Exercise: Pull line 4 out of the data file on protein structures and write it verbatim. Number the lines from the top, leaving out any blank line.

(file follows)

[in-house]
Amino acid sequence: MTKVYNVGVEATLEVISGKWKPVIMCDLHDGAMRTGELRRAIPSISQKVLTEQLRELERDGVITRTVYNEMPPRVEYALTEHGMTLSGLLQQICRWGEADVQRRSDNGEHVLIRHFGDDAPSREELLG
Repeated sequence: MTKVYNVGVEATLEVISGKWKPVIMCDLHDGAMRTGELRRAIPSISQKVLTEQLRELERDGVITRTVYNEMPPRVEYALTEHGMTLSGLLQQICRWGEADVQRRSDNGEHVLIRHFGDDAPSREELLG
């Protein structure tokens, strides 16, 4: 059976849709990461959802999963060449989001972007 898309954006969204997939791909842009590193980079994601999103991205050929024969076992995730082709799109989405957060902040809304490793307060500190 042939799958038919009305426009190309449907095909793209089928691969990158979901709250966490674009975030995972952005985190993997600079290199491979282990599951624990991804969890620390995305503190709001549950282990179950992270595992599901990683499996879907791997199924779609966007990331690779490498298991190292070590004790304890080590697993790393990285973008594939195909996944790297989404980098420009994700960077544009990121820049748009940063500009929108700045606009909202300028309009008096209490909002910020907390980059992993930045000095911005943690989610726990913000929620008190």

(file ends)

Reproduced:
């Protein structure tokens, strides 16, 4: 059976849709990461959802999963060449989001972007 898309954006969204997939791909842009590193980079994601999103991205050929024969076992995730082709799109989405957060902040809304490793307060500190 042939799958038919009305426009190309449907095909793209089928691969990158979901709250966490674009975030995972952005985190993997600079290199491979282990599951624990991804969890620390995305503190709001549950282990179950992270595992599901990683499996879907791997199924779609966007990331690779490498298991190292070590004790304890080590697993790393990285973008594939195909996944790297989404980098420009994700960077544009990121820049748009940063500009929108700045606009909202300028309009008096209490909002910020907390980059992993930045000095911005943690989610726990913000929620008190």